In Iraq, Violence Comes with Concession from Sadr

Two bombings in a Shiite district of Baghdad leave more than 90 Iraqis dead. Nearly 30 American soldiers were killed during the weekend in a series of incidents. On the political front, supporters of radical Shiite cleric Moqtada al-Sadr end a boycott of government and parliament.

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MICHELE NORRIS, Host:

From NPR News, this is ALL THINGS CONSIDERED. I'm Michele Norris.

MELISSA BLOCK, Host:

And I'm Melissa Block.

We are going to begin this hour in Baghdad, where it has been an especially bloody day. A pair of bombings in a largely Shiite district of the Iraqi capital left nearly 90 people dead and at least 150 others wounded.

Prime Minister Nouri al-Maliki blamed the attacks on supporters of Saddam Hussein. It has also been a deadly stretch of days for American troops. One soldier was killed today in a bomb attack north of Baghdad. Over the weekend, a total of 27 soldiers and Marines lost their lives.

NPR's Anne Garrels joins us from Baghdad. And, Anne, let's talk first about these two bombings today, 90 deaths. That's high even by Baghdad's standards.

ANNE GARRELS: Absolutely. Unfortunately, one of the skills you develop here is sensing when it's been a particularly bad bombing. And today, all the signs were immediately grim. Massive clouds of smoke billowed high into the sky after two near simultaneous bombs exploded about noon, just when foot and vehicle traffic is the densest. A parked car bomb ripped through stalls of vendors. Seconds later, a suicide car bomber drove into the crowds. Iraqi army troops say they then spotted someone on a nearby rooftop filming the carnage.

Now, such videos turn up on insurgent Web sites, on DVDs, or on an underground Sunni insurgent TV station. In this case, the Iraqi troops shoot the cameraman as he try to escape. They say he was an Egyptian, and they surmise the film was meant for use as propaganda for Sunni insurgents.

BLOCK: And in the past, attacks against Shiites have often led to reprisal attacks by Shiite militias against Sunnis. Is there any sense that Prime Minister Maliki will make good on his pledge to crackdown on the Shiite militias?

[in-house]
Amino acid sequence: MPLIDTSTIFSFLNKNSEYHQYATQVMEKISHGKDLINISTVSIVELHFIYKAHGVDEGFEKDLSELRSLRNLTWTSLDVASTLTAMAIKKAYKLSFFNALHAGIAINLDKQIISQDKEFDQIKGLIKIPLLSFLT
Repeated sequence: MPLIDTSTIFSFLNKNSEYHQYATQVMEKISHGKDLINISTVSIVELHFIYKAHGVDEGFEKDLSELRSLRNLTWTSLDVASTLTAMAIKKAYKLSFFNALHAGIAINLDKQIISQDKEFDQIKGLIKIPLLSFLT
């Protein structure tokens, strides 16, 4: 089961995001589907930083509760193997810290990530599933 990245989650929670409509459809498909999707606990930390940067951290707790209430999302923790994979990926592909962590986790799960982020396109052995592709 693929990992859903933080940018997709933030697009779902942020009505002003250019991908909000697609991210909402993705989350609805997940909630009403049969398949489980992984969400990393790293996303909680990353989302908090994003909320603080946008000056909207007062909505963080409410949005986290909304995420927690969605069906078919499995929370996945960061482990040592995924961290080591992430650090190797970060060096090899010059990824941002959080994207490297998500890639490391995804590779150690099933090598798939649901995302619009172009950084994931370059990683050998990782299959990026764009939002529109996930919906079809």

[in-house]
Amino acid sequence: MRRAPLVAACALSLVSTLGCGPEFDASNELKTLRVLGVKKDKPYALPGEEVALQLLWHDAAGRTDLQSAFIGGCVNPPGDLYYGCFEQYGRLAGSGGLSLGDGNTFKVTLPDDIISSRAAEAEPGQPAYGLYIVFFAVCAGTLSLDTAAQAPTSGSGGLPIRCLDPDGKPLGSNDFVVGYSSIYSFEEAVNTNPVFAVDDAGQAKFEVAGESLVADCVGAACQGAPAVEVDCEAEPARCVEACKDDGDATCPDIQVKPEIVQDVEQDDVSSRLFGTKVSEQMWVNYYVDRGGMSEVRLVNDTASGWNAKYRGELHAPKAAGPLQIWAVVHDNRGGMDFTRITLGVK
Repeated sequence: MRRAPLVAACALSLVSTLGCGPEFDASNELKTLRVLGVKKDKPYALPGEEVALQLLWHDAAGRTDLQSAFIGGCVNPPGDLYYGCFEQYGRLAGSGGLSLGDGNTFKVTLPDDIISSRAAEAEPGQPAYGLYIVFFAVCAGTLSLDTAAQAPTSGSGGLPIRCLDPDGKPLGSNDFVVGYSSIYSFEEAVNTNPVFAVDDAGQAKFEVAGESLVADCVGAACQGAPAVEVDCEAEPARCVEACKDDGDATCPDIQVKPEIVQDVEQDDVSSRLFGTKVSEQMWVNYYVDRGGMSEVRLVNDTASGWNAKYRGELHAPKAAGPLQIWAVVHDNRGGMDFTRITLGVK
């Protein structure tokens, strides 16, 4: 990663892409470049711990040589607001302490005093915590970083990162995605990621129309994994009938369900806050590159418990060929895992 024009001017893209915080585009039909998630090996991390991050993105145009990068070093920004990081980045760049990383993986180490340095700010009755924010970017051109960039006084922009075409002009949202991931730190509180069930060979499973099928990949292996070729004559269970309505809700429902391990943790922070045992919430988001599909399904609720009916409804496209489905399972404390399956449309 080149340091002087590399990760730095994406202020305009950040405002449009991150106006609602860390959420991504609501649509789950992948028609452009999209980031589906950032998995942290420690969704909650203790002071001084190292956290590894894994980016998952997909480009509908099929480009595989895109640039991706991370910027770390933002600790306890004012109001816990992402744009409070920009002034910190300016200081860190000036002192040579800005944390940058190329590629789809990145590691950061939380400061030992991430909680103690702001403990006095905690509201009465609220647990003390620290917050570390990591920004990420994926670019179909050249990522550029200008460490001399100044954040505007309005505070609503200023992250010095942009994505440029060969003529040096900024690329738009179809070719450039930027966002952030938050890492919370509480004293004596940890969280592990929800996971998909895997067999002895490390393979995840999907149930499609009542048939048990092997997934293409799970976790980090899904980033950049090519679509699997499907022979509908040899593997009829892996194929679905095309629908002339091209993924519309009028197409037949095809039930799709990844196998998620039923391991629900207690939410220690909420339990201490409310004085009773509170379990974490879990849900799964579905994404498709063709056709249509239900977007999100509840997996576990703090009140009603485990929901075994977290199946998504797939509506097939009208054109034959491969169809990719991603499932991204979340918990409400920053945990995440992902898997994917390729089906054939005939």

GARRELS: Well, one good sign is that U.S. forces had recently detained several members of Moqtada al-Sadr's organization, which is believed to be behind many if not most of the reprisal killings. But unlike similar incidents in the past, Prime Minister Maliki has not publicly protested or publicly demanded their release. The Associated Press quotes two unnamed officials close to Maliki, saying the prime minister has ended his protection of Sadr's militia.

However, my conversations with Iraqi officials have not been nearly as clear cut, and U.S. officials remained skeptical about Maliki's determination to shut down the Shiite militias.

BLOCK: You know, over the weekend, there was an unusually sophisticated attack against a U.S. military liaison team. This was in the Shiite holy city of Karbala. Five servicemen were killed in that attack. What more have you been able to learn about what happened there?

GARRELS: Well, U.S. and local Iraqi officials have not been able to confirm who they believe carried out the attack, and the situation here is such that they say it could be either Shiite militias or Sunni insurgents. What is clear, though, is that this was a particularly audacious, well planned attack. Gunmen posing as American service men in the kind of sport utility vehicles used by foreign officials, managed to get through Iraqi checkpoints right up to a government building. Local officials say the gunmen specifically targeted members of an American military liaison team who were meeting with Iraqi officials. Five were killed.

BLOCK: And after President Bush has announced an increase in the American military presence, have you seen signs yet there in Baghdad of a change of U.S. tactics?

GARRELS: There've been no signs on the ground of any change in operations but 3,200 additional U.S. soldiers just arrived in Baghdad. However, the rest aren't going to be here for some time, in some cases a few months. Some senior U.S. officials have warned us not to look for any significant results from that so-called new plan until the summer. Officials - Iraqis and Americans - are still huddling together to turn blueprints into an actual plan. And there are plenty of problems, from a contested chain of command to questions about where American troops will leave if they go out into the districts and get out of the bases, where are they're going to live in the dangerous areas.

BLOCK: That's NPR's Anne Garrels in Baghdad. Anne, thanks very much.

GARRELS: Thank you.

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